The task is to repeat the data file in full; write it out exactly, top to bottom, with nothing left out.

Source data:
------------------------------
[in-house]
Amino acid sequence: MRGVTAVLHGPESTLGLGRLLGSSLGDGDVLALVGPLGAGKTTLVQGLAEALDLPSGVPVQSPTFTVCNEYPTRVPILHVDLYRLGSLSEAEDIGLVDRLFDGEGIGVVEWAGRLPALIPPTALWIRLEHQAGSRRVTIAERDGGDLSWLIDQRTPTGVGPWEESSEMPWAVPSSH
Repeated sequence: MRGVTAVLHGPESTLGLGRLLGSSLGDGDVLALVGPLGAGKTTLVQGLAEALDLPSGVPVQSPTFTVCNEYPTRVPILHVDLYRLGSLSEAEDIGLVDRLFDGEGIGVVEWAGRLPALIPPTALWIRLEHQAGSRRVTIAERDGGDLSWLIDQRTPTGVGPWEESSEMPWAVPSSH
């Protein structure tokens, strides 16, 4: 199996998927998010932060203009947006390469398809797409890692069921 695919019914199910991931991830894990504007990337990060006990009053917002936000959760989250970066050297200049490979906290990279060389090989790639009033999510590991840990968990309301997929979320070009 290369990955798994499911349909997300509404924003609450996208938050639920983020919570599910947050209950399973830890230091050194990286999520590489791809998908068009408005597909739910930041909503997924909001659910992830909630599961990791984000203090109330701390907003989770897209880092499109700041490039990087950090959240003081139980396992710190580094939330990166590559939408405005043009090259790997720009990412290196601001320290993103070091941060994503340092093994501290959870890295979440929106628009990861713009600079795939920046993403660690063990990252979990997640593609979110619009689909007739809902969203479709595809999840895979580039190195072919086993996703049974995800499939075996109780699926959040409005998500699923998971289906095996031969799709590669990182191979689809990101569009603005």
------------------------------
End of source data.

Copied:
[in-house]
Amino acid sequence: MRGVTAVLHGPESTLGLGRLLGSSLGDGDVLALVGPLGAGKTTLVQGLAEALDLPSGVPVQSPTFTVCNEYPTRVPILHVDLYRLGSLSEAEDIGLVDRLFDGEGIGVVEWAGRLPALIPPTALWIRLEHQAGSRRVTIAERDGGDLSWLIDQRTPTGVGPWEESSEMPWAVPSSH
Repeated sequence: MRGVTAVLHGPESTLGLGRLLGSSLGDGDVLALVGPLGAGKTTLVQGLAEALDLPSGVPVQSPTFTVCNEYPTRVPILHVDLYRLGSLSEAEDIGLVDRLFDGEGIGVVEWAGRLPALIPPTALWIRLEHQAGSRRVTIAERDGGDLSWLIDQRTPTGVGPWEESSEMPWAVPSSH
């Protein structure tokens, strides 16, 4: 199996998927998010932060203009947006390469398809797409890692069921 695919019914199910991931991830894990504007990337990060006990009053917002936000959760989250970066050297200049490979906290990279060389090989790639009033999510590991840990968990309301997929979320070009 290369990955798994499911349909997300509404924003609450996208938050639920983020919570599910947050209950399973830890230091050194990286999520590489791809998908068009408005597909739910930041909503997924909001659910992830909630599961990791984000203090109330701390907003989770897209880092499109700041490039990087950090959240003081139980396992710190580094939330990166590559939408405005043009090259790997720009990412290196601001320290993103070091941060994503340092093994501290959870890295979440929106628009990861713009600079795939920046993403660690063990990252979990997640593609979110619009689909007739809902969203479709595809999840895979580039190195072919086993996703049974995800499939075996109780699926959040409005998500699923998971289906095996031969799709590669990182191979689809990101569009603005």